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Abdominal Rectus Divarication

Abdominal Rectus Divarication (Diastasis) with or without Hernia

Common after Pregnancy and requires Surgery

What is Abdominal Rectus Divarication

This condition is also called Divarication of Recti or Abdominal Rectus Diastasis. This occurs when the Linea Alba widens, the abdominal cavity bulges, generating an unnatural separation between the abdominal muscles known as abdominal rectus diastasis. Linea alba is a tough midline structure below our abdominal wall skin. This results in a large bulge in the abdominal wall on sitting and walking.

What is the cause of Divarication of Recti?

Pregnancy is the most frequent cause in women. This disease can also appear in the upper abdomen of heavier males or in obese people. Despite the fact that many patients have the illness, the effectiveness of physiotherapy is not very useful and thus surgery remains the mainstay of treatment.

 What are the signs and symptoms?

  • The signs and symptoms include abdominal pain and discomfort, musculoskeletal and urogynaecology issues, negative body image, and reduced quality of life.
  • There may be an associated hernia with this condition. Hernias usually associated are epigastric or umbilical hernias.
  • Umbilical or epigastric hernias, discomfort when touching the abdominal wall, unsteadiness on one’s feet, and a sense of losing one’s functional “core” can all be connected with divarication of recti.
  • Some patients who have severe rectus divarication experience back pain, which may be caused by this loss of core stability.
  • Even in people who are extremely thin, pregnancy-induced rectus divarication can significantly alter the contour of the abdominal wall.
  • Males’ rectus divarication differs from that of females, manifesting as a midline protrusion between the xiphoid and the umbilicus.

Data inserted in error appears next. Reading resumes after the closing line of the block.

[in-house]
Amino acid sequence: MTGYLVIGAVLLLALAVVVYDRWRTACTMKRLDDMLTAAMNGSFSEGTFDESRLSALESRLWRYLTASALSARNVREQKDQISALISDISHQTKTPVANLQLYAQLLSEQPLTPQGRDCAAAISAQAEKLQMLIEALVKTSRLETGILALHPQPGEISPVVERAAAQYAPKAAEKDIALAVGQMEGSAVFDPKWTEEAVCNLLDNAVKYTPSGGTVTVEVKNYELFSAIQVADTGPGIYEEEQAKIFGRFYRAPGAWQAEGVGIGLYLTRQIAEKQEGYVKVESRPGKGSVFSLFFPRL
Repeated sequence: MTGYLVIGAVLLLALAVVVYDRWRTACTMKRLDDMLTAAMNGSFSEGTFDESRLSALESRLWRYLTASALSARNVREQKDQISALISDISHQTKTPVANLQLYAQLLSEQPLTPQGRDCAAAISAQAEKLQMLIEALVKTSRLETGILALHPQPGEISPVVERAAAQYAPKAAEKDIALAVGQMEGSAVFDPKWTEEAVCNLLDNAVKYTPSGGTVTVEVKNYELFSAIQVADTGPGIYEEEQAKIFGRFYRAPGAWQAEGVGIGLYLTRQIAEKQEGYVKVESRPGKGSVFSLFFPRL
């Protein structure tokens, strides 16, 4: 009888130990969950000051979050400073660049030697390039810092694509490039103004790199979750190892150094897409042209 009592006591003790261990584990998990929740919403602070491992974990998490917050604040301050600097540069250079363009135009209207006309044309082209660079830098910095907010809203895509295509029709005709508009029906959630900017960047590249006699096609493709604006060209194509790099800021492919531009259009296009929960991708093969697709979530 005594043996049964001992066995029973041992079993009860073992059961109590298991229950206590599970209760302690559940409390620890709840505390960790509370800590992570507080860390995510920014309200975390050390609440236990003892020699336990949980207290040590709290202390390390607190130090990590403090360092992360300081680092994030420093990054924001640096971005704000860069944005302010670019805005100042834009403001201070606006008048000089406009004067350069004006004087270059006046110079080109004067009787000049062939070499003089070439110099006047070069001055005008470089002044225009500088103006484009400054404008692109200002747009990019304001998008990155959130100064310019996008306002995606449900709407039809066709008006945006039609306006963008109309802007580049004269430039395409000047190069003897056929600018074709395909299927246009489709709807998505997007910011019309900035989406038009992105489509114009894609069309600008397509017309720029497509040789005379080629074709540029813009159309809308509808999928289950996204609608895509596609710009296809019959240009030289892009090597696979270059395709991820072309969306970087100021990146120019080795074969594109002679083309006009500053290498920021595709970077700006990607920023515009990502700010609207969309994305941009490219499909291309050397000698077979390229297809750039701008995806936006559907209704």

This review’s objective was to provide a summary of available therapies for abdominal rectus diastasis alone or with hernia

Treatment Options available for Divarication of Recti

 Patients who suffer from Divarication of Recti or associated hernias will benefit from a repair in the form of a surgery. Surgery seeks to reinforce the abdominal wall and restore a healthy anatomy. The midline defect is closed and strengthened as the rectus abdominis muscles are brought together during surgery. During this treatment, hernias are also fixed. Surgical mesh is employed in the restoration process in all the cases. At times some form of physiotherapy is advised before surgery as a treatment option. Physiotherapy has proved to be not a definitive treatment for Divarication of the Recti; however it helps in restoring the tone of the recti muscles. There are various surgical techniques, including open, minimally invasive (laparoscopic) and Robotic procedures. The recurrence rate is to be at least 10-15%, regardless of the procedure utilized.

Open Surgery

This procedure comprises plication (re-approximation) of the defect through a midline incision. The patient is kept in the hospital for at least few days and will require pain medication for one to two weeks. A drain may be used to ward off collection of fluid after surgery. It can take up to 4-6 weeks to resume all of your regular daily activities.